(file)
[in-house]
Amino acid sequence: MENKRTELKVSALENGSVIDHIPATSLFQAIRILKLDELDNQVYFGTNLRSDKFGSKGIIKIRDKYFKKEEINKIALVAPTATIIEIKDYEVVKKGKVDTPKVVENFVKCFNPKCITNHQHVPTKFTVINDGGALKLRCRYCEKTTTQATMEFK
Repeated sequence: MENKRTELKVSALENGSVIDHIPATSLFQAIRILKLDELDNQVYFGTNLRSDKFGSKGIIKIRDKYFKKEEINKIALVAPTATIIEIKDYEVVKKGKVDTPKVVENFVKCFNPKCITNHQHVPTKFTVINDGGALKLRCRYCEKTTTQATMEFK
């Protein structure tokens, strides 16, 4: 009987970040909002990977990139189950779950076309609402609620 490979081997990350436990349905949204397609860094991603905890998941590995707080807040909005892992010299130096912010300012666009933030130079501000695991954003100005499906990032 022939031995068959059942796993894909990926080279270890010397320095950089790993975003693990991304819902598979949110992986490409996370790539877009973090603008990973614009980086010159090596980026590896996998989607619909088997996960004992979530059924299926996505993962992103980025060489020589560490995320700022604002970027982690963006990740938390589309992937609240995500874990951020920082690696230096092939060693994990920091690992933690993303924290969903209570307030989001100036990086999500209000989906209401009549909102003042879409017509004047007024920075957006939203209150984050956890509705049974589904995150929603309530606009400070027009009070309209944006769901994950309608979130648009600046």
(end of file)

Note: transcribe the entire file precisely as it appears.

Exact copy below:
[in-house]
Amino acid sequence: MENKRTELKVSALENGSVIDHIPATSLFQAIRILKLDELDNQVYFGTNLRSDKFGSKGIIKIRDKYFKKEEINKIALVAPTATIIEIKDYEVVKKGKVDTPKVVENFVKCFNPKCITNHQHVPTKFTVINDGGALKLRCRYCEKTTTQATMEFK
Repeated sequence: MENKRTELKVSALENGSVIDHIPATSLFQAIRILKLDELDNQVYFGTNLRSDKFGSKGIIKIRDKYFKKEEINKIALVAPTATIIEIKDYEVVKKGKVDTPKVVENFVKCFNPKCITNHQHVPTKFTVINDGGALKLRCRYCEKTTTQATMEFK
């Protein structure tokens, strides 16, 4: 009987970040909002990977990139189950779950076309609402609620 490979081997990350436990349905949204397609860094991603905890998941590995707080807040909005892992010299130096912010300012666009933030130079501000695991954003100005499906990032 022939031995068959059942796993894909990926080279270890010397320095950089790993975003693990991304819902598979949110992986490409996370790539877009973090603008990973614009980086010159090596980026590896996998989607619909088997996960004992979530059924299926996505993962992103980025060489020589560490995320700022604002970027982690963006990740938390589309992937609240995500874990951020920082690696230096092939060693994990920091690992933690993303924290969903209570307030989001100036990086999500209000989906209401009549909102003042879409017509004047007024920075957006939203209150984050956890509705049974589904995150929603309530606009400070027009009070309209944006769901994950309608979130648009600046």